You (yes, YOU) should present at a conference

Educational technology conferences happen all the time all over the country. There’s probably one going on every day of the year! At each of these conferences, the organizers look for interesting speakers and presentations that will excite the attendees. Where do these presenters come from? It’s no secret – THEY are YOU!

Steve Dembo of the Discovery Educator’s Network just wrote a blog post, You know you’re a rock star… Now prove it! that contains a handy list of all the state educational technology conferences and links to their session submission pages.

The problem is that many teachers don’t believe they are rock stars. I hear this all the time, ...oh, I’m just a teacher… lil ol’ me? ….. I just do my own thing in my classroom and no one even notices down the hall! Why would anyone else care?

Really now people, and especially you GenYES and TechYES teachers out there – you are doing some terrific, interesting things that other people want to hear about and understand better. You can’t fool me! I hear your stories all the time, and what you do is just as amazing as most conference sessions out there. The only difference is that the people presenting sessions have screwed up their courage and decided to share.

Putting forward good examples of student-centered learning and explaining how that happens is everyone’s job. Otherwise, people just assume it’s magic. So — why do you care about student empowerment? What does that look like? How do you create project-based experiences in this age of accountability? What is it you DO that creates the environment where students don’t just perform – they blossom?

Speaking at a conference is not “tooting your own horn”, it’s not egocentric, and it’s not just to get fame and fortune. Believe me, it’s not about fame and fortune! Actually, you can think of it as part of your professional development — it’s a balanced part of being an educator, doing reflective work about your own practice. OK, it’s scary to get up in front of people and talk, but for goodness sakes – you do this for a living! And how can a conference audience be any more scary than a gaggle of 14 year olds after gym class?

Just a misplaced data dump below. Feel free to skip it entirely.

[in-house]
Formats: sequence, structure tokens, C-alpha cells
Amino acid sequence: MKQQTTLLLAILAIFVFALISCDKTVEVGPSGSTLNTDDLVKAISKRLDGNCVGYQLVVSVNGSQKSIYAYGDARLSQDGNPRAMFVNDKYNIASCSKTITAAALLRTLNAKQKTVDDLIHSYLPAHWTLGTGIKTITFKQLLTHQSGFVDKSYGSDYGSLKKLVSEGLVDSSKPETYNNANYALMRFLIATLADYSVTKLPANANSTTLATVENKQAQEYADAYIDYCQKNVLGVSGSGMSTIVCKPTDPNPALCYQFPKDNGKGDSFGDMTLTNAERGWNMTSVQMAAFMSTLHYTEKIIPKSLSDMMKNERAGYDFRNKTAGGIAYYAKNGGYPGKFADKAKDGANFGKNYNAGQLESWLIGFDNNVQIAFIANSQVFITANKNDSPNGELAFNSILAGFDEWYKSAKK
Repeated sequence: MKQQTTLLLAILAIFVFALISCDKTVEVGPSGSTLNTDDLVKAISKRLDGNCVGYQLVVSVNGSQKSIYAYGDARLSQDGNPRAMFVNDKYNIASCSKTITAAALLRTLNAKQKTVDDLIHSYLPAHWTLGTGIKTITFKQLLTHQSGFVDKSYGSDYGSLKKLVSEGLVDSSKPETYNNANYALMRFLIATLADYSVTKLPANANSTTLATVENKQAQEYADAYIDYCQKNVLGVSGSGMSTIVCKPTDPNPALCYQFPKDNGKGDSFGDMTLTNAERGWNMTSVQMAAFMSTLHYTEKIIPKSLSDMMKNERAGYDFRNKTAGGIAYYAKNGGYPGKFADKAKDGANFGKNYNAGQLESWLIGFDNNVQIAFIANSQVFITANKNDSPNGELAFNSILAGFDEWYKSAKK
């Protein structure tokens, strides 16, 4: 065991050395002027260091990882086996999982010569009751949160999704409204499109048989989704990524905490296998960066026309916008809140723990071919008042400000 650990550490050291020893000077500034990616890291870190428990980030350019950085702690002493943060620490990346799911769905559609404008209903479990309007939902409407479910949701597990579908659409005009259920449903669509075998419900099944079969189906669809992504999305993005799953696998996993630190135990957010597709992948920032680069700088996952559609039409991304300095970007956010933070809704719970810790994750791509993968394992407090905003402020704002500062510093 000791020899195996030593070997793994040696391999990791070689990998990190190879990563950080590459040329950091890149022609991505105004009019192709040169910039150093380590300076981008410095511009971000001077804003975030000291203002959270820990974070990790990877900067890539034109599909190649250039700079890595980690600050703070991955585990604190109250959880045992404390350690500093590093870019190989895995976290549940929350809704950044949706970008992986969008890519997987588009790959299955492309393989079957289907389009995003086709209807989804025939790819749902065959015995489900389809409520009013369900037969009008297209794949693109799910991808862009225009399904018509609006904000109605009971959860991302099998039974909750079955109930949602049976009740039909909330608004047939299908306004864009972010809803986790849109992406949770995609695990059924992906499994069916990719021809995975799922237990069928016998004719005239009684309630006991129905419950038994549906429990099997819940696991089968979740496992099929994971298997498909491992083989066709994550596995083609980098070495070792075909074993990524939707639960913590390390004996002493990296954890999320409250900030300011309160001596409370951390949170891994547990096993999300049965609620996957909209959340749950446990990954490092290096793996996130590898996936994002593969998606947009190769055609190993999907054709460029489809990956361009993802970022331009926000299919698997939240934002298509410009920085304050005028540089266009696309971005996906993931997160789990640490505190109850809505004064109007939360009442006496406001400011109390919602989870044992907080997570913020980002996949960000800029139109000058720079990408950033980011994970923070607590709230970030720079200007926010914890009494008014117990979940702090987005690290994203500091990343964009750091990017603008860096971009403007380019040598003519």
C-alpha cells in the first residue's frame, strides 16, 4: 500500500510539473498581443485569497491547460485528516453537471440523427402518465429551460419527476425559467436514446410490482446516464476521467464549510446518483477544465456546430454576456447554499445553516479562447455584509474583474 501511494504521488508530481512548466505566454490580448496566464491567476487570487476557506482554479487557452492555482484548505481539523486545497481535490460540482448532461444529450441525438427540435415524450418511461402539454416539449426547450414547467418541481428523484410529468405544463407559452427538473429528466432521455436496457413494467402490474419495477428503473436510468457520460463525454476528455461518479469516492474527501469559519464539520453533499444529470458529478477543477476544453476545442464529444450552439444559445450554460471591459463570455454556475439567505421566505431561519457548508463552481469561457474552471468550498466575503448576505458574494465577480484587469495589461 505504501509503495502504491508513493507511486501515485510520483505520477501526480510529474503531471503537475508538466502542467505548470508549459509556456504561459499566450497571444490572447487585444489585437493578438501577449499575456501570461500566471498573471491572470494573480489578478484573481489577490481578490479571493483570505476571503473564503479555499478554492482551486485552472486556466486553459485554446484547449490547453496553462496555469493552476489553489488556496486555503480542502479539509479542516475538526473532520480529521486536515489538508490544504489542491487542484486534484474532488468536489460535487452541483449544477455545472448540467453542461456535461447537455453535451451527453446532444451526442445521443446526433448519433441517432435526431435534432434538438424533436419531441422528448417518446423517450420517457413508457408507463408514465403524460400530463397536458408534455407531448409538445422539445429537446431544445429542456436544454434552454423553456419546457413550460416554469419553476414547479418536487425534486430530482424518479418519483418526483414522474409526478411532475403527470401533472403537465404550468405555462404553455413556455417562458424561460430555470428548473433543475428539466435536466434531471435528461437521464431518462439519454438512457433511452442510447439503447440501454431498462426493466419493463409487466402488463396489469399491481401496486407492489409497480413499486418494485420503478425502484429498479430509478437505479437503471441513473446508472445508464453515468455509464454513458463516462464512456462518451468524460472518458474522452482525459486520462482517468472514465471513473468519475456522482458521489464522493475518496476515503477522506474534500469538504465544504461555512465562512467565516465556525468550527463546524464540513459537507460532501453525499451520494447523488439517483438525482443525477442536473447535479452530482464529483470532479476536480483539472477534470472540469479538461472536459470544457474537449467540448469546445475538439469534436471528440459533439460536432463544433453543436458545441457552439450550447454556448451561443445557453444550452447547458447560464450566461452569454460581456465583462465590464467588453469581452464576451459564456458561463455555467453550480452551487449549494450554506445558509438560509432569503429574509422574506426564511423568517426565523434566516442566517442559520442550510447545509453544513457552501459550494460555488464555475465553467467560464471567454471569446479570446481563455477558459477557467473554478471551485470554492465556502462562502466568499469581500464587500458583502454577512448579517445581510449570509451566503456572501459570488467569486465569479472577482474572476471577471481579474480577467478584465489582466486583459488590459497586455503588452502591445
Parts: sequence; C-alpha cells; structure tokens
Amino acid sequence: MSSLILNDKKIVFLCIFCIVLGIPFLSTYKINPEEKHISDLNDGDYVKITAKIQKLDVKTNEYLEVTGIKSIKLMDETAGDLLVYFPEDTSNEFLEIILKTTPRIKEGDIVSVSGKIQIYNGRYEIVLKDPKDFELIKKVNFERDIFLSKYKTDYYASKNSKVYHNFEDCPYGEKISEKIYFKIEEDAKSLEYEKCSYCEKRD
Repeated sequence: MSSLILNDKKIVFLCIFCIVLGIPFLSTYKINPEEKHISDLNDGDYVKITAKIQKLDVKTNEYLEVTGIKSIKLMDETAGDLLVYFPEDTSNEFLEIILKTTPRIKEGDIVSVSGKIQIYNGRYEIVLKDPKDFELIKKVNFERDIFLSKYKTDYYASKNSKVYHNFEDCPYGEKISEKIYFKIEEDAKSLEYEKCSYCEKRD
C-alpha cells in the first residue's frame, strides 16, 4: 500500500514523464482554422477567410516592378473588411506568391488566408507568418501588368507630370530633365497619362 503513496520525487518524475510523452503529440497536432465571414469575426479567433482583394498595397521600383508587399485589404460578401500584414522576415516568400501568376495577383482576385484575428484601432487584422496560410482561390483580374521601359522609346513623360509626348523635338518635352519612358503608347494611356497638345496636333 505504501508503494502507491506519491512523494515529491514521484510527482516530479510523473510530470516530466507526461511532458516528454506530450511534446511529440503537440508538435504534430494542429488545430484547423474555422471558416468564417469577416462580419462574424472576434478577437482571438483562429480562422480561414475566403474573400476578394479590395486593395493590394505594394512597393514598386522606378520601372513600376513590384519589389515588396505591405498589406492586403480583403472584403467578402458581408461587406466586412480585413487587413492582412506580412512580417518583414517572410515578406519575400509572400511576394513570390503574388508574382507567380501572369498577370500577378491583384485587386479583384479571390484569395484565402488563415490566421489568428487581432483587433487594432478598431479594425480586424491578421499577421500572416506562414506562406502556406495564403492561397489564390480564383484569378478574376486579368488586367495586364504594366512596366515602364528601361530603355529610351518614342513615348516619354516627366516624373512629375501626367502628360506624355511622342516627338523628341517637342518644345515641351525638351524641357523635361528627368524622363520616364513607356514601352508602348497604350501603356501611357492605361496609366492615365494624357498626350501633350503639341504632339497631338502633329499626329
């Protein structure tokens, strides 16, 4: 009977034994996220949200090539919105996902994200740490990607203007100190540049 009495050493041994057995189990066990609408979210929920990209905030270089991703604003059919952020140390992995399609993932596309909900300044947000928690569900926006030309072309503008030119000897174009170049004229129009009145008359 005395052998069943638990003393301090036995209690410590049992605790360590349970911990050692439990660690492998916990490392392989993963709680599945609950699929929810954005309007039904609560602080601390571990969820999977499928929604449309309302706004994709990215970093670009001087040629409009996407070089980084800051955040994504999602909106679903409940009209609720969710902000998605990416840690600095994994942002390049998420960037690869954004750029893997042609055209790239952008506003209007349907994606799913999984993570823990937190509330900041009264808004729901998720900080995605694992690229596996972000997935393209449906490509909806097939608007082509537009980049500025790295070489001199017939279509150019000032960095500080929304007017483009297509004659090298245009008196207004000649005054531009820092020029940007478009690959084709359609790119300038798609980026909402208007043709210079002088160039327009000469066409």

And now I’m going to up the stakes even more – take your students along on the adventure. If what you do in the classroom is meant to enable student voice and to empower students to own their own learning, let them take that experience outside the classroom. Let your students show others what it means to be a 21st century learner. Education conferences are becoming more open to student presenters, and really, it’s not that hard.

Sharing Student Voice at ConferencesTo help, I’ve written a how-to guide about taking students to conferences. It’s called, Sharing Student Voice: Students Presenting at Conferences. The focus is on making it an enriching experience for students AND also meeting the needs of the adult audience. It starts with how to propose sessions with students, goes through planning and preparation, and includes a handy Top 10 Tips for student presentations.

You can download the PDF here or read an online flipbook version.

And yes, I’m talking to YOU!

Sylvia

3 Replies to “You (yes, YOU) should present at a conference”

  1. Just this evening, my colleague and I were looking at the NECC ’09 proposal criteria and were saying, ‘heck, let’s put our neck o’ the woods on the ed tech map!’ Your post is an added reason to submit proposal.

  2. Sylvia, You are absolutely right. I “stuck my neck” out there when I put a proposal in for the K12 Online Conference. I was cautioned. I was warned not to get my hopes up. Someone might have even said that famous people are the only ones who get picked. Well, I’m not famous, and I was selected. So, I too encourage everyone who has a solid and sound teaching practice to put a conference proposal out. Solid educational practice is recognized!

  3. Sylvia,

    Big applause. Anyone promoting the need to decrease the distance between “authority” and “learner” is really 3.0! That is the future, a kind of blended situation where self learning happens alongside the teacher, not infront of the teacher. Technology really makes this a possibility and so too should prof. development embrace this student/teacher meld.

    Great pdf, very professional and succinct.

    Thanks,

    David

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